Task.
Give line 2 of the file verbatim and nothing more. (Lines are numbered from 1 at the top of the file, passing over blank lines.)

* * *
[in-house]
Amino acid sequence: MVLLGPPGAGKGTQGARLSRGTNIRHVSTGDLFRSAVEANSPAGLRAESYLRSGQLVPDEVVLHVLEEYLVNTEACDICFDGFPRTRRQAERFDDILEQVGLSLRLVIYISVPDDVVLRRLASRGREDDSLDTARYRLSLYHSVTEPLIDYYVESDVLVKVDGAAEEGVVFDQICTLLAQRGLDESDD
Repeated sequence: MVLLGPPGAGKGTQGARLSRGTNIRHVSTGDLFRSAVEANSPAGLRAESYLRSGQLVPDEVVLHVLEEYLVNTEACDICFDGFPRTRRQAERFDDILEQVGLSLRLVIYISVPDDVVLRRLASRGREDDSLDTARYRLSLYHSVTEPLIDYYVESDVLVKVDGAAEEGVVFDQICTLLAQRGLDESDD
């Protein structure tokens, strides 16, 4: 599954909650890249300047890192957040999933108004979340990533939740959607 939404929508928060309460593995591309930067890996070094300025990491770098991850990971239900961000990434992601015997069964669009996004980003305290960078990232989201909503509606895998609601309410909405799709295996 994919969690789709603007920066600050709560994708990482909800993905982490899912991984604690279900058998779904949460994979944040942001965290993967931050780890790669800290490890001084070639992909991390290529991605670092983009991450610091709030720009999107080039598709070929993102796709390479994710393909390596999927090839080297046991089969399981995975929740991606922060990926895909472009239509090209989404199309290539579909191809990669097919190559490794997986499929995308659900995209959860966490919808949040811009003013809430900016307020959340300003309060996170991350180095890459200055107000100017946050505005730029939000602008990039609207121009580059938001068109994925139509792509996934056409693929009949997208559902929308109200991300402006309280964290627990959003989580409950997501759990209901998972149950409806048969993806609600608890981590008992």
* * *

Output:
Amino acid sequence: MVLLGPPGAGKGTQGARLSRGTNIRHVSTGDLFRSAVEANSPAGLRAESYLRSGQLVPDEVVLHVLEEYLVNTEACDICFDGFPRTRRQAERFDDILEQVGLSLRLVIYISVPDDVVLRRLASRGREDDSLDTARYRLSLYHSVTEPLIDYYVESDVLVKVDGAAEEGVVFDQICTLLAQRGLDESDD